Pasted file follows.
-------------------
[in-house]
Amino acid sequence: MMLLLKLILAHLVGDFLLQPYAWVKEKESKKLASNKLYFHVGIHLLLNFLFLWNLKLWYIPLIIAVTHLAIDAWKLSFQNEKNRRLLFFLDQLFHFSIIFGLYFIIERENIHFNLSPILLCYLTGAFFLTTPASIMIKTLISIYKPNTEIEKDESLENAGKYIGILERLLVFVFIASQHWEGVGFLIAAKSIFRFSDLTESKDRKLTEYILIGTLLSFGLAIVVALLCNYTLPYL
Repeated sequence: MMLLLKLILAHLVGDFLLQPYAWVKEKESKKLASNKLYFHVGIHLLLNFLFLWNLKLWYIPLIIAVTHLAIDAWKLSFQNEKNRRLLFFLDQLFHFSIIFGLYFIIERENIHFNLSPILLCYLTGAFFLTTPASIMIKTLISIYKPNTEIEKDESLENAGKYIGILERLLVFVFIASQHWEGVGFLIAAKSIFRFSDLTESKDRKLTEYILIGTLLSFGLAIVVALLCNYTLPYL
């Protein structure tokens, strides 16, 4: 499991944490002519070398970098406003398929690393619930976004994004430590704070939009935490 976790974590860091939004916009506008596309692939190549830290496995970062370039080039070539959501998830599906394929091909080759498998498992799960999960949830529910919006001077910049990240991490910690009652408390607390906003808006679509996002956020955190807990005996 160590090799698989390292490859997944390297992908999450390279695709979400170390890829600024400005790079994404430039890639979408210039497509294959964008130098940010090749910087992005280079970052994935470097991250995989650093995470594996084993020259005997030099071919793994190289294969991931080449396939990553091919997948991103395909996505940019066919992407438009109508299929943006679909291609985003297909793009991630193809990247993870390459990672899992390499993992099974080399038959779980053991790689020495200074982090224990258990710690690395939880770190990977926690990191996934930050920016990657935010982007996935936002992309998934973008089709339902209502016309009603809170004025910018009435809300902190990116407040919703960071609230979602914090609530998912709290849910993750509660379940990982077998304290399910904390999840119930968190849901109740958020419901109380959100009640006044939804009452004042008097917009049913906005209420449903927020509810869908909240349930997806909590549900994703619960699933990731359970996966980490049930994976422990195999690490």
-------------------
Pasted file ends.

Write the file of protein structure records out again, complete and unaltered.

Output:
[in-house]
Amino acid sequence: MMLLLKLILAHLVGDFLLQPYAWVKEKESKKLASNKLYFHVGIHLLLNFLFLWNLKLWYIPLIIAVTHLAIDAWKLSFQNEKNRRLLFFLDQLFHFSIIFGLYFIIERENIHFNLSPILLCYLTGAFFLTTPASIMIKTLISIYKPNTEIEKDESLENAGKYIGILERLLVFVFIASQHWEGVGFLIAAKSIFRFSDLTESKDRKLTEYILIGTLLSFGLAIVVALLCNYTLPYL
Repeated sequence: MMLLLKLILAHLVGDFLLQPYAWVKEKESKKLASNKLYFHVGIHLLLNFLFLWNLKLWYIPLIIAVTHLAIDAWKLSFQNEKNRRLLFFLDQLFHFSIIFGLYFIIERENIHFNLSPILLCYLTGAFFLTTPASIMIKTLISIYKPNTEIEKDESLENAGKYIGILERLLVFVFIASQHWEGVGFLIAAKSIFRFSDLTESKDRKLTEYILIGTLLSFGLAIVVALLCNYTLPYL
């Protein structure tokens, strides 16, 4: 499991944490002519070398970098406003398929690393619930976004994004430590704070939009935490 976790974590860091939004916009506008596309692939190549830290496995970062370039080039070539959501998830599906394929091909080759498998498992799960999960949830529910919006001077910049990240991490910690009652408390607390906003808006679509996002956020955190807990005996 160590090799698989390292490859997944390297992908999450390279695709979400170390890829600024400005790079994404430039890639979408210039497509294959964008130098940010090749910087992005280079970052994935470097991250995989650093995470594996084993020259005997030099071919793994190289294969991931080449396939990553091919997948991103395909996505940019066919992407438009109508299929943006679909291609985003297909793009991630193809990247993870390459990672899992390499993992099974080399038959779980053991790689020495200074982090224990258990710690690395939880770190990977926690990191996934930050920016990657935010982007996935936002992309998934973008089709339902209502016309009603809170004025910018009435809300902190990116407040919703960071609230979602914090609530998912709290849910993750509660379940990982077998304290399910904390999840119930968190849901109740958020419901109380959100009640006044939804009452004042008097917009049913906005209420449903927020509810869908909240349930997806909590549900994703619960699933990731359970996966980490049930994976422990195999690490």